We returned just as the farmer?s wife heaped dinner on the table ? literally. She slopped spoonfuls of a yellowish brown porridge, called gaudes, not onto plates or bowls, as we ate it at home, but directly into hollows carved into the wooden tabletop. We gathered around as the farmer?s wife poured cool, raw milk over our gaudes. With no further ceremony, we all sat down and dug in. The gaudes were thick and smooth and had the salty, slightly nutty taste of the roasted corn flour from which they had been made. The best part of dinner was getting to eat with my elbows on the table and not even being asked whether I had washed my hands. What a summer this was shaping up to be!
But as soon as the last oil lamp was blown out that night, my excitement vanished, replaced by a hollow sense of emptiness and abandonment, sadness and fear. The farmer?s wife had done her best to provide what comforts her home offered. I was given a tall bed beside the wall. For warmth, she tucked an eiderdown around me, and I curled up beneath its homespun cover. It smelled of the fields and outdoors, a foreign scent to a six-year-old boy who, until that night, had always fallen asleep in his own bed in a second-floor apartment in a busy little town. Lying there with a coeur gros, a heavy heart, I thought of my family. Papa, a jovial bear of a man. Zizi, or Roland, eighteen months my senior, a mentor, constant companion, and best friend, so much more than a big brother. Richard, known as Bichon, just a baby. And, most of all, my beautiful, effervescent mother, who had slipped away without my even knowing.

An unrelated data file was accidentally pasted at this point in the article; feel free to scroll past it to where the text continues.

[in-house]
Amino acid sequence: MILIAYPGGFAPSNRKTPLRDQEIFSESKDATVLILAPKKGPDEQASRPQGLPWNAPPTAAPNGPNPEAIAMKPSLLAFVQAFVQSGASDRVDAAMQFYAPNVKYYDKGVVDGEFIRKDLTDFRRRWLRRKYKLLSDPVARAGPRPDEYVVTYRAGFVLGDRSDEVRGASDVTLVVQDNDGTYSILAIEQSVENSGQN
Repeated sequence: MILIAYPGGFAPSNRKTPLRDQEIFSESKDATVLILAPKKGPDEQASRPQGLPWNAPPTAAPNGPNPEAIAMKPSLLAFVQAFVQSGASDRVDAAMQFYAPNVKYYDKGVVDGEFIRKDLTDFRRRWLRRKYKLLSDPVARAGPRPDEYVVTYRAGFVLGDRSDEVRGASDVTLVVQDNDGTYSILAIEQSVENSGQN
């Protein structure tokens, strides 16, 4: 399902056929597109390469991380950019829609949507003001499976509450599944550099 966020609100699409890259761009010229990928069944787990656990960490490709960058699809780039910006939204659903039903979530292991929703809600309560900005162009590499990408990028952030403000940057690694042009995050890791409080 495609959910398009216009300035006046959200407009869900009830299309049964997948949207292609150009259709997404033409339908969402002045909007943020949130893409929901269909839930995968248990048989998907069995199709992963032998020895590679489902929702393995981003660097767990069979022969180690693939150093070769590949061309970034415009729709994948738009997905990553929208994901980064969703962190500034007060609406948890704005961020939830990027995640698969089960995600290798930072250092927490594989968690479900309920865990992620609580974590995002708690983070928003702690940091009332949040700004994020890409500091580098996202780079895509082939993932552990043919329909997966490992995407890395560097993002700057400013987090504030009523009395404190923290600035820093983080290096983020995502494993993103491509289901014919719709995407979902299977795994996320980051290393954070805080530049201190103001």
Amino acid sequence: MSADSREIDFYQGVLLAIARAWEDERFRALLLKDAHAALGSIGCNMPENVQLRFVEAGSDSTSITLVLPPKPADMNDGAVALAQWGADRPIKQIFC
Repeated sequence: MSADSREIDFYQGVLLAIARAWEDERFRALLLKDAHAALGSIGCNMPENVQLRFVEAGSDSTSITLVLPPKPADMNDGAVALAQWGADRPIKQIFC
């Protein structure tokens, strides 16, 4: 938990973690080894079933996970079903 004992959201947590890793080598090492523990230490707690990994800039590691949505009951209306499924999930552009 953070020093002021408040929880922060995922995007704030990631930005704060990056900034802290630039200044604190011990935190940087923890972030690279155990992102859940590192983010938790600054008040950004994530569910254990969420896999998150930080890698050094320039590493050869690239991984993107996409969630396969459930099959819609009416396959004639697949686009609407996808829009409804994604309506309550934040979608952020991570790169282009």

My pillow was still damp from tears when I woke up the next morning to begin the routine that would set the tone of my summer days. At first light, after a breakfast of café au lait and bread and jam, the farmer led me into the barn and presented me with a wooden staff. The other component of my cowherd?s uniform was a pair of wooden shoes stuffed with hay. I was also introduced to my work mate, a big black mutt. Our job was to escort the cows out into the fields in the morning, watch over them during the day, and see that they returned safely to the barn in the evening. Although I fancied myself very important and hardworking, the truth is that the cows and their canine overseer knew what was expected of them far better than I did.
Still, there have been few prouder dairymen than I as I trailed home behind my twelve charges that evening. Inside the barn, the woman sat me on a stool beneath one of the animals, which caused me some nervousness, given the size of the beast and my close call the previous day. She took my fingers gently in her callused hand and placed them on the cow?s teat, showing me how to pinch the top with my thumb and forefinger and then pull down, squeezing with my palm. To my delight, milk squirted noisily into the pail, more each time I repeated the motion, until it brimmed with creamy, frothy milk. The woman took down a small bowl and filled it.
?It?s yours, mon petit,? she said, handing me the bowl.
The milk was foamy and slightly tepid, with a rich, buttery flavor.
She had no way of knowing it, but that plain country woman, whose name I have long forgotten, taught me one of the most important lessons of my life: food could be much more than mere sustenance.
That night, I didn?t cry.
Copyright © 2003 by Jacques Pépin